Can a PDF file's print dialog be opened with Javascript?

I know how to open a webpage in a new window and add javascript so the print dialog pops up. Is there a way to do a similar thing with a PDF file?

Yes you can...

PDFs have Javascript support. I needed to have auto print capabilities when a PHP-generated PDF was created and I was able to use FPDF to get it to work:

I usually do something similar to the approach given by How to Use JavaScript to Print a PDF (, using an iframe.

  1. a function to house the print trigger...

    function printTrigger(elementId) {
        var getMyFrame = document.getElementById(elementId);
  2. an button to give the user access...

    (an onClick on an a or button or input or whatever you wish)

    <input type="button" value="Print" onclick="printTrigger('iFramePdf');" />
  3. an iframe pointing to your PDF...

    <iframe id="iFramePdf" src="myPdfUrl.pdf" style="display:none;"></iframe>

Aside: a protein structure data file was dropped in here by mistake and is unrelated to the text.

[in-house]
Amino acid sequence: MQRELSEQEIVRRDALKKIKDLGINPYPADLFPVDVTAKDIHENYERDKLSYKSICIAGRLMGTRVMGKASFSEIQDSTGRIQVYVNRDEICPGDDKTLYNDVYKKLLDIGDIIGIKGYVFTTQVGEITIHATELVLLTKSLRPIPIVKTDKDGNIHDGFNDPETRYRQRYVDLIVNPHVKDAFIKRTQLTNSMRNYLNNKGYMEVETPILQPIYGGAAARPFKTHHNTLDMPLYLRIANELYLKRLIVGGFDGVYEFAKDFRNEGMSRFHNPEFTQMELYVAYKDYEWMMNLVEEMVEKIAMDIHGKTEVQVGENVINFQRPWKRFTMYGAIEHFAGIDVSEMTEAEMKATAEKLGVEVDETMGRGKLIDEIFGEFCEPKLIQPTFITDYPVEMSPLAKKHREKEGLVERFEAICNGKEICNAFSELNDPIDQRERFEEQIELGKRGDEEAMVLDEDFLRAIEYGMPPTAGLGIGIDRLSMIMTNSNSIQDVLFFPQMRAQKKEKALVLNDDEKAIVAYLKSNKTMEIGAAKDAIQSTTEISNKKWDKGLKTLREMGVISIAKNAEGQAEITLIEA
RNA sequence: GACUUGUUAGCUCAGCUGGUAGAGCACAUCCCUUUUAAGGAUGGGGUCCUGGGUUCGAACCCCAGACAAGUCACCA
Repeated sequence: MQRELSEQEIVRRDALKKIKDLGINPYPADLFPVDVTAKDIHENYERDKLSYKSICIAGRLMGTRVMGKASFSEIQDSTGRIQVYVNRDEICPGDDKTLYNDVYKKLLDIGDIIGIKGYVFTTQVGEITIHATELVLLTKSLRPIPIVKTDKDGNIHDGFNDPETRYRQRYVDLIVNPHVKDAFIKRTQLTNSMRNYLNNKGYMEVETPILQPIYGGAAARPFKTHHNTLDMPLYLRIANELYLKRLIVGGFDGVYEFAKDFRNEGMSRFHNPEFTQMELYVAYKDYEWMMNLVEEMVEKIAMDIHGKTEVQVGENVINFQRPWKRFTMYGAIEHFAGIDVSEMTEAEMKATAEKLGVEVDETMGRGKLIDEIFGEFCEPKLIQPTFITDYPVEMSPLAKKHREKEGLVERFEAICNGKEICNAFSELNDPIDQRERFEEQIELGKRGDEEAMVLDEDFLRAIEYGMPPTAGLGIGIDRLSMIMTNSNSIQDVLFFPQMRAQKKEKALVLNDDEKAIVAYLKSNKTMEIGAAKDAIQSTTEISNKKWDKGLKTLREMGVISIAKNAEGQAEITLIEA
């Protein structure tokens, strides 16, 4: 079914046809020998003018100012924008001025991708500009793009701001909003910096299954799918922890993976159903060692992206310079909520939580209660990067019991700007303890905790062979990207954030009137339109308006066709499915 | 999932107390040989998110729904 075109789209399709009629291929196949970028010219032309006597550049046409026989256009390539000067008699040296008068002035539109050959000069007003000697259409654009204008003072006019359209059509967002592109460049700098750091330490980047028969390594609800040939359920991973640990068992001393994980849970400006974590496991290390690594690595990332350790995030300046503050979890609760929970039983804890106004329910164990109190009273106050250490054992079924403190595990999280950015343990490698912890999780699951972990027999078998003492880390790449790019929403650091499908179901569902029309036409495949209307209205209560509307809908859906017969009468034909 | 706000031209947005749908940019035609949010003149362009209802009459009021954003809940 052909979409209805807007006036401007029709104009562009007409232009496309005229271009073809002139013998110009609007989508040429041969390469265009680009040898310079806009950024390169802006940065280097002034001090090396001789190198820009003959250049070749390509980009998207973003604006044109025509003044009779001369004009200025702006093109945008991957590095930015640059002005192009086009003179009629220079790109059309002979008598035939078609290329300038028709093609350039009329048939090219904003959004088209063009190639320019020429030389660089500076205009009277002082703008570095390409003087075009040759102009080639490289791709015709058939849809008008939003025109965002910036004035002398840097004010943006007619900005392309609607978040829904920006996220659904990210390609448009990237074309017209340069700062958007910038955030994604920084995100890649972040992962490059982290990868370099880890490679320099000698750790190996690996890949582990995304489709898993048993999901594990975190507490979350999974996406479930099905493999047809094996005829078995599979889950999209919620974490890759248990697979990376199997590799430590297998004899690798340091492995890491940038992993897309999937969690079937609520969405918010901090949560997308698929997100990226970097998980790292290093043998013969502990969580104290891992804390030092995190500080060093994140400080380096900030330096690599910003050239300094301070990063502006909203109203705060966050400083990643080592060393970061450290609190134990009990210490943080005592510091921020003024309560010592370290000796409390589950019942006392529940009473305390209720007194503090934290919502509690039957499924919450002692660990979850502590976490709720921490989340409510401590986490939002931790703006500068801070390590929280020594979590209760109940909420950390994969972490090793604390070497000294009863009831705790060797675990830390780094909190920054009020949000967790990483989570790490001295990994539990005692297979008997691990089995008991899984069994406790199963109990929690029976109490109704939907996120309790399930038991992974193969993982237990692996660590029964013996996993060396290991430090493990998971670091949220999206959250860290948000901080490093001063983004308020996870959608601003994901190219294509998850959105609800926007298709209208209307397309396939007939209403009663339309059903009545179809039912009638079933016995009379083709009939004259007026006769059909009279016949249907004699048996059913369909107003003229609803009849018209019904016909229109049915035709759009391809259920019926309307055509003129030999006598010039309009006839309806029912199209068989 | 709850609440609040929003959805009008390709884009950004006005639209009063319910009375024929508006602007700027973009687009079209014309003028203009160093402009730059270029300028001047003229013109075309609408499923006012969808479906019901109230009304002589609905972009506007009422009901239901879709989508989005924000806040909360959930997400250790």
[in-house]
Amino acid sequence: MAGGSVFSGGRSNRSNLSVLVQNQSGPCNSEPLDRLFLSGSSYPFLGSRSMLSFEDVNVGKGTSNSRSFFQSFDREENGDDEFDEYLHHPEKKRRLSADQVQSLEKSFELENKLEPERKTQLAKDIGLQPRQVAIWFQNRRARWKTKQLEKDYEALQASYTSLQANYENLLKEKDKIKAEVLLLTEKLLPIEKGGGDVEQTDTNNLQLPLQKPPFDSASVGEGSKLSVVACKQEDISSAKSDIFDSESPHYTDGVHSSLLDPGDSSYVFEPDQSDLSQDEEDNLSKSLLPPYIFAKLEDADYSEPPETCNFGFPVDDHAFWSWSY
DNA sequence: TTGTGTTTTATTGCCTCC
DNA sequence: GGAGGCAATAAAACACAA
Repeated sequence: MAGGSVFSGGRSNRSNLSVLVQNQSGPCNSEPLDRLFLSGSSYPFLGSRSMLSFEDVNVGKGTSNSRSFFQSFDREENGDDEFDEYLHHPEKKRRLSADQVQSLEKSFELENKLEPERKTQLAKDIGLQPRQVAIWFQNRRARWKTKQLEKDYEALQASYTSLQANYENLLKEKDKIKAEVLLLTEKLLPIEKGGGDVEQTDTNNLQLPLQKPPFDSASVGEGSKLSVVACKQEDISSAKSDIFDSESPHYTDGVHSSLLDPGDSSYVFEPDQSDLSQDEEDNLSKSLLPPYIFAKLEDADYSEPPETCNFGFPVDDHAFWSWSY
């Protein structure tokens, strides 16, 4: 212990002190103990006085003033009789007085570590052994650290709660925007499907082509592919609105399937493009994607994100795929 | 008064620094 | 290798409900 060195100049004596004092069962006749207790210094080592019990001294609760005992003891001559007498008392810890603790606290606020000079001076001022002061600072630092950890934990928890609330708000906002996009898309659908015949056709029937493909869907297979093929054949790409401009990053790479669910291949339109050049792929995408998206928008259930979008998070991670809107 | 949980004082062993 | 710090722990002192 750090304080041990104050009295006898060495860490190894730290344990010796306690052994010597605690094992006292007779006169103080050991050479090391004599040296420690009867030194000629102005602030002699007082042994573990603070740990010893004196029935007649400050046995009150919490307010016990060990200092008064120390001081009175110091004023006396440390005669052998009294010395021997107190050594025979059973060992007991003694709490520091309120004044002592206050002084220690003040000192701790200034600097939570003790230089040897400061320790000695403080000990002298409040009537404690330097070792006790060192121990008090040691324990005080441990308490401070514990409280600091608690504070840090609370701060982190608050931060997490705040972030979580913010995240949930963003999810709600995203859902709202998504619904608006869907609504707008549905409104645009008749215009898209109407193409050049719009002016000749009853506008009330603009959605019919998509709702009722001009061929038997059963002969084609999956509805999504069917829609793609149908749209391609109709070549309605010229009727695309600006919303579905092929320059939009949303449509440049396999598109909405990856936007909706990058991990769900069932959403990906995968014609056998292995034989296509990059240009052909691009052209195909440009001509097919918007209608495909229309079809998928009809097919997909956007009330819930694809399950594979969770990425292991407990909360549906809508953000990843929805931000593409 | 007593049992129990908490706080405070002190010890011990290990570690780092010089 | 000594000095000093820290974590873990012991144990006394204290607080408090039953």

Bonus Idea #1 - Create the iframe and add it to your page within the printTrigger(); so that the PDF isn't loaded until the user clicks your "Print" button, then the javascript can attack! the iframe and trigger the print dialog.

Bonus Idea #2 - Extra credit if you disable your "Print" button and give the user a little loading spinner or something after they click it, so that they know something's in process instead of clicking it repeatedly!

Just figured out how to do this within the PDF itself - if you have acrobat pro, go to your pages tab, right click on the thumbnail for the first page, and click page properties. Click on the actions tab at the top of the window and under select trigger choose page open. Under select action choose "run a javascript". Then in the javascript window, type this:

this.print({bUI: false, bSilent: true, bShrinkToFit: true});

This will print your document without a dialogue to the default printer on your machine. If you want the print dialog, just change bUI to true, bSilent to false, and optionally, remove the shrink to fit parameter.

Auto-printing PDF!

I use named action instead of javascript because javascript often is disabled, and if it isn't it gives a warning.